Kopitar brothers bonding during lockout
NOV 05, 2012 4:21p ET
It was around the same time that his younger brother, Gasper, a former Los Angeles Junior King who had recently emerged as a scoring threat in the United States Hockey League, was mulling over an interesting proposition to play professionally in Mora, Sweden.
By the twist of fate brought on by the NHL lockout, now in its third month, the two are linemates for Mora IK in Sweden’s HockeyAllsvenskan as Anze has made his younger brother’s first professional season a memorable one.
The Kopitars have gone from never having played in an organized game together to skating alongside each other as a center and right wing. The decision to play and live with his brother in Sweden is clearly Anze’s best-case-in-a-lousy-situation scenario.
"We were kind of joking around over the summer, you know, if the lockout does happen, I was going to come play here and we could spend some time together and play in an official game for the first time," Anze said.
"This team was my first option all the way," Anze said. "As soon as they were locked out, we started talking here, because I wanted to join the team just to stay in the rhythm, too, and not have to work out by myself and practice by myself. So this is way more fun, and the fact that I can play with him and maybe help him for a little bit too makes this pretty special."
Five years is a large gap between siblings, and it proved prohibitively wide for 25-year-old Anze and 20-year-old Gasper Kopitar, two brothers whose history playing together had mainly been limited to recreational and conditioning skating.
When Anze was emerging as a promising prospect at Sodertalje SK in Stockholm County between 2004 and 2006, Gasper was never more than 14 years old. By the time Gasper had developed into the team captain and leading goal scorer of the USHL's Des Moines Buccaneers, an NHL-hardened Anze was on his way to a signature postseason performance in the Kings' Stanley Cup march.
Now, the two skate on a productive line; Anze leads the team with six goals and 17 points in 16 games, while Gasper, a right wing, ranks sixth.
Mora IK head coach Patric Wener had scouted a teenage Gasper as a coach at Red Bull Salzburg while Gasper was in the process of trying to crack the lineup of a dominant Portland Winterhawks WHL team three years ago. During his 18- and 19-year-old seasons in Des Moines, Gasper showed significant development, enough so that he decided to forego a 20-year-old junior season to play professionally for the coach who had been a part of his earlier recruitment.
"He got a tryout for two months, and he made the tryout, and now he's here and I'm really happy for it," Wener said. "He's a young guy with a good future."
But it’s the older brother who’s a popular subject in Mora these days, and for a well-paid recent champion and someone who has emerged as the most prominent professional athlete his country (Slovenia) has ever produced, the only thing that separates Anze from his Mora IK teammates is his NHL skill. There is no baggage, no pretense, no scene.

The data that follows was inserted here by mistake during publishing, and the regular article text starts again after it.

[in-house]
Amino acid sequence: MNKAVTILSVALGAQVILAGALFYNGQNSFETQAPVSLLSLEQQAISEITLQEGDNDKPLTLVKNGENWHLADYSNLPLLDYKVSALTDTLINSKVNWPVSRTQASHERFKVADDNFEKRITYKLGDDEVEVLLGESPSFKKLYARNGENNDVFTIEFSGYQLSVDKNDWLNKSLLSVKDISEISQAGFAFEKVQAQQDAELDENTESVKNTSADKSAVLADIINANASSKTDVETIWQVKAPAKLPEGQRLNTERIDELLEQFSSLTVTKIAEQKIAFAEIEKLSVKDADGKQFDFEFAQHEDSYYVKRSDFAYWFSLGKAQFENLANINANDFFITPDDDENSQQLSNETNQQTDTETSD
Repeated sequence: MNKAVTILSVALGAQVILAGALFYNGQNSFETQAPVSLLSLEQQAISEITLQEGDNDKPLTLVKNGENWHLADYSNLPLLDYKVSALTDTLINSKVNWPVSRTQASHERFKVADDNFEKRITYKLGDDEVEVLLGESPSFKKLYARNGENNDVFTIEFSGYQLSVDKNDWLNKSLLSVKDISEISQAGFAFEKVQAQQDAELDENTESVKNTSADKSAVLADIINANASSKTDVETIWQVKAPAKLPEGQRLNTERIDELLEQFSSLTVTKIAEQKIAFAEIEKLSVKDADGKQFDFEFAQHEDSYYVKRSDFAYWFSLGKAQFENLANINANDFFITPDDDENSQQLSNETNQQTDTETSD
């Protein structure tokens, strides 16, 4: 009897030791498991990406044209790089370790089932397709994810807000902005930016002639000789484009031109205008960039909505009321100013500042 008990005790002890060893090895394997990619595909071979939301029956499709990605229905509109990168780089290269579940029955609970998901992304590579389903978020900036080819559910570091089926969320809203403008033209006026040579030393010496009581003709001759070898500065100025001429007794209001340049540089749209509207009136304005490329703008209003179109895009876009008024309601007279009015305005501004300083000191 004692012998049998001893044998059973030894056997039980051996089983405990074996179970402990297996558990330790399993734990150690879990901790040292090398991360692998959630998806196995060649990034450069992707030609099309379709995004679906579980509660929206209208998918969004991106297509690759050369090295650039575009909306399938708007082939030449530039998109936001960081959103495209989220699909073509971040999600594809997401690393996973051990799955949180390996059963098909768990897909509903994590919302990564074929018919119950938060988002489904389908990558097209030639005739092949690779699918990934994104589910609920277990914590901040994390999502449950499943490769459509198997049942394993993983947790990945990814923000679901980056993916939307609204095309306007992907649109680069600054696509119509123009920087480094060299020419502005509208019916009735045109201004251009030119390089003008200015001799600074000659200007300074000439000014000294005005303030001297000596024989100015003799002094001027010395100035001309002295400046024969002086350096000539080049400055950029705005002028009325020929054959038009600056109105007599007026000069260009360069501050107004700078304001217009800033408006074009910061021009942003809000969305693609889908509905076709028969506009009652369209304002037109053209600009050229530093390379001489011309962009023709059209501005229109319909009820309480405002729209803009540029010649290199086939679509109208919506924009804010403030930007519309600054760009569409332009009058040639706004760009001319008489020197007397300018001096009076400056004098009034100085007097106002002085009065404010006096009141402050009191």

“Unbelievable how hard he works for this team,” Wener said. “He didn’t need to do it, but he really brought great leadership to this team, and it’s incredible how good of a hockey player and a person he is. So he helps everybody on this team and even the club to get much, much better. He is a pro.”
Though Gasper joked that "most of the time I'm trying to stay out of his way," the two have displayed cohesion during recent games.
"I've watched him for five years when he played in LA, so I know what he's capable of, and what he does out there. It's pretty easy for me. I don't know how he felt, but I felt like we've played together before," Gasper said.
Anze was amply respected by Vasteras in the teams' last matchup and erupted for four points, but it was his assist in that 6-2 victory on Gasper's first professional goal that will serve as perhaps the most enduring memory of his return to Sweden.
"I think I was probably happier than him," Anze said of Gasper's goal off a rebound.
"It was just nice to see how he's developed from a young buck, and having me watch him at the same time and seeing him play in LA and a little bit in Portland and Des Moines, and now here, I think he's come a long way," Anze said.
Next up, Anze and Gasper will play for Slovenia’s national team, coached by their father, Matjaz. Gasper's first calling and Anze’s first time with the team in five years features a round robin schedule against France, Austria and Italy beginning on Nov. 8. The games provide early opportunities for national team player evaluations in advance of February’s Olympic qualification tournaments.
Though Anze's desire to be playing NHL hockey is clear and definite, this fallback lockout option has developed into the experience all have expected it would, both on and off the ice.
“We usually just play video games or watch movies and go for walks,” Anze said in describing their free time. “There’s a nice little promenade street where you can go for a nice coffee or an afternoon walk.”
Anze will eventually return to Los Angeles having experienced a fulfilling stint of playing alongside his brother while representing his country. By that time, hitting the reset button and prepping for the Kings' first Stanley Cup title defense will be the next task. When that time comes, he'll look back on a unique experience.
"He's five years younger and in his first-year pro season, and I was able to be a part of this – it's pretty special," he said.
+ SHOW COMMENTS +